Louisiana Governor John Bel Edwards recently signed into law Act 336 of the 2020 Regular Session, which was filed in the Louisiana State Legislature as House Bill 826. The new act limits the liability to which Louisiana businesses and employers could be exposed due to the ongoing COVID-19 public health emergency. Specifically, the law creates two statutes—La. Rev. Stat. § 9:2800.25 and La. Rev. Stat. § 29:773—that limit the potential liability of businesses and employers operating in Louisiana for COVID-19 contractions and related injuries.
In 2015, Louisiana passed a law authorizing the prescription of marijuana for the treatment of certain qualifying medical conditions, such as glaucoma, cancer, and spastic quadriplegia. In 2018, the statutory list of conditions was amended to include post-traumatic stress disorder, autism, and chronic pain. In the same amendment, the legislature designated the Louisiana Department of Agriculture and Forestry to oversee the production of medical marijuana. Since then, employers with operations and employees in Louisiana have been preparing for the new reality of managing marijuana in the workplace. These preparations are set to become even more challenging for Louisiana’s employers in light of new workplace realities and changes to the state’s medical marijuana law set to take effect in August 2020.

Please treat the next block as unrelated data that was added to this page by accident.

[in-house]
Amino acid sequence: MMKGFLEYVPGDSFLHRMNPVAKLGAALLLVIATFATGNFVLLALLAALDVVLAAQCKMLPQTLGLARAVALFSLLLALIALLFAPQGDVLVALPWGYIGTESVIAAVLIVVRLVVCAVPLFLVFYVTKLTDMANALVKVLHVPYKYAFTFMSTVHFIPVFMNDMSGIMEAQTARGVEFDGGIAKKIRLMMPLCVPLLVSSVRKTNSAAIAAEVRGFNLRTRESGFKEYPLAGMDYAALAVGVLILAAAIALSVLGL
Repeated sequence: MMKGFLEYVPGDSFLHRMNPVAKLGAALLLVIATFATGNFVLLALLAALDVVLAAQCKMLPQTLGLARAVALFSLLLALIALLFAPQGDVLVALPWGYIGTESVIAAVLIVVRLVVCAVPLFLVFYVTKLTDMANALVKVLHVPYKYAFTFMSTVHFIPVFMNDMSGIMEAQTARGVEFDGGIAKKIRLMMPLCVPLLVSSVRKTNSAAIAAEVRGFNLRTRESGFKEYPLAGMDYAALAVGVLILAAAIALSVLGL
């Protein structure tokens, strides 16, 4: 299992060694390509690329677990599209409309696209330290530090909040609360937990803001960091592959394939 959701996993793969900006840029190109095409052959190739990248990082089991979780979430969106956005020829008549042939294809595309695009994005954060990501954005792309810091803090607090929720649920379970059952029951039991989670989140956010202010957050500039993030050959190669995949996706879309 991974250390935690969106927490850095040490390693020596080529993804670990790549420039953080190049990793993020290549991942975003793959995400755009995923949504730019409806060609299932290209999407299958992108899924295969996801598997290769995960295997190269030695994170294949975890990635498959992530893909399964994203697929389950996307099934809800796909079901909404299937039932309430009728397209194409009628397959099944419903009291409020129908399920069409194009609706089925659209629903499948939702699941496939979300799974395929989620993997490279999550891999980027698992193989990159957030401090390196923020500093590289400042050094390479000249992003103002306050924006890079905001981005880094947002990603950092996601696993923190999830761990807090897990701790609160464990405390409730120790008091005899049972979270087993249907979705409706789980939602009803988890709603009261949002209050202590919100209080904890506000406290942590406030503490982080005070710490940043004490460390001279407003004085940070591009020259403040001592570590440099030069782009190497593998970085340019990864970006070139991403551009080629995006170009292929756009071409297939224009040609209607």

The Fifth Circuit Court of Appeals recently held that a New Orleans charter school was not a “political subdivision” exempt from the National Labor Relations Act (NLRA).
The Louisiana Court of Appeal, Fourth Circuit recently held that a pregnant employee who suffered from a pregnancy-related illness was not disabled within the scope and meaning of the Louisiana Employment Discrimination Law (LEDL).